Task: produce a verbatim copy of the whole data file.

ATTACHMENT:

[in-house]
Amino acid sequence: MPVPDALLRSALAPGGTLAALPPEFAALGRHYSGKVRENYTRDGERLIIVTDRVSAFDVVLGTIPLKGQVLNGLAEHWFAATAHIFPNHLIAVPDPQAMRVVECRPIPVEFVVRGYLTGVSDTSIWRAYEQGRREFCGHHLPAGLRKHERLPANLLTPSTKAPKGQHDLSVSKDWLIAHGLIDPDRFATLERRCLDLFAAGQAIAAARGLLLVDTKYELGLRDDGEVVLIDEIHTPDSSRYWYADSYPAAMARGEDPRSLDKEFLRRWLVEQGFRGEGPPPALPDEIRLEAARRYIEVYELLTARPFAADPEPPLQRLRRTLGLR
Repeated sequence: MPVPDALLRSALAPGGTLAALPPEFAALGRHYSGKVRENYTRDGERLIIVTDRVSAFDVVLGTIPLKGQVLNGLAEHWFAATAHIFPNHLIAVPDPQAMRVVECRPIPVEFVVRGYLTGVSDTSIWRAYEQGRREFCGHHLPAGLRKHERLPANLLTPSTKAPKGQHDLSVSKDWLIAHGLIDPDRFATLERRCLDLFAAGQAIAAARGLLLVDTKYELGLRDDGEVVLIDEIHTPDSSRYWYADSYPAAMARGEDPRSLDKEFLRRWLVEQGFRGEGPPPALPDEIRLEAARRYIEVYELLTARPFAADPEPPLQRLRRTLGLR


[in-house]
Amino acid sequence: MPVPDALLRSALAPGGTLAALPPEFAALGRHYSGKVRENYTRDGERLIIVTDRVSAFDVVLGTIPLKGQVLNGLAEHWFAATAHIFPNHLIAVPDPQAMRVVECRPIPVEFVVRGYLTGVSDTSIWRAYEQGRREFCGHHLPAGLRKHERLPANLLTPSTKAPKGQHDLSVSKDWLIAHGLIDPDRFATLERRCLDLFAAGQAIAAARGLLLVDTKYELGLRDDGEVVLIDEIHTPDSSRYWYADSYPAAMARGEDPRSLDKEFLRRWLVEQGFRGEGPPPALPDEIRLEAARRYIEVYELLTARPFAADPEPPLQRLRRTLGLR
Repeated sequence: MPVPDALLRSALAPGGTLAALPPEFAALGRHYSGKVRENYTRDGERLIIVTDRVSAFDVVLGTIPLKGQVLNGLAEHWFAATAHIFPNHLIAVPDPQAMRVVECRPIPVEFVVRGYLTGVSDTSIWRAYEQGRREFCGHHLPAGLRKHERLPANLLTPSTKAPKGQHDLSVSKDWLIAHGLIDPDRFATLERRCLDLFAAGQAIAAARGLLLVDTKYELGLRDDGEVVLIDEIHTPDSSRYWYADSYPAAMARGEDPRSLDKEFLRRWLVEQGFRGEGPPPALPDEIRLEAARRYIEVYELLTARPFAADPEPPLQRLRRTLGLR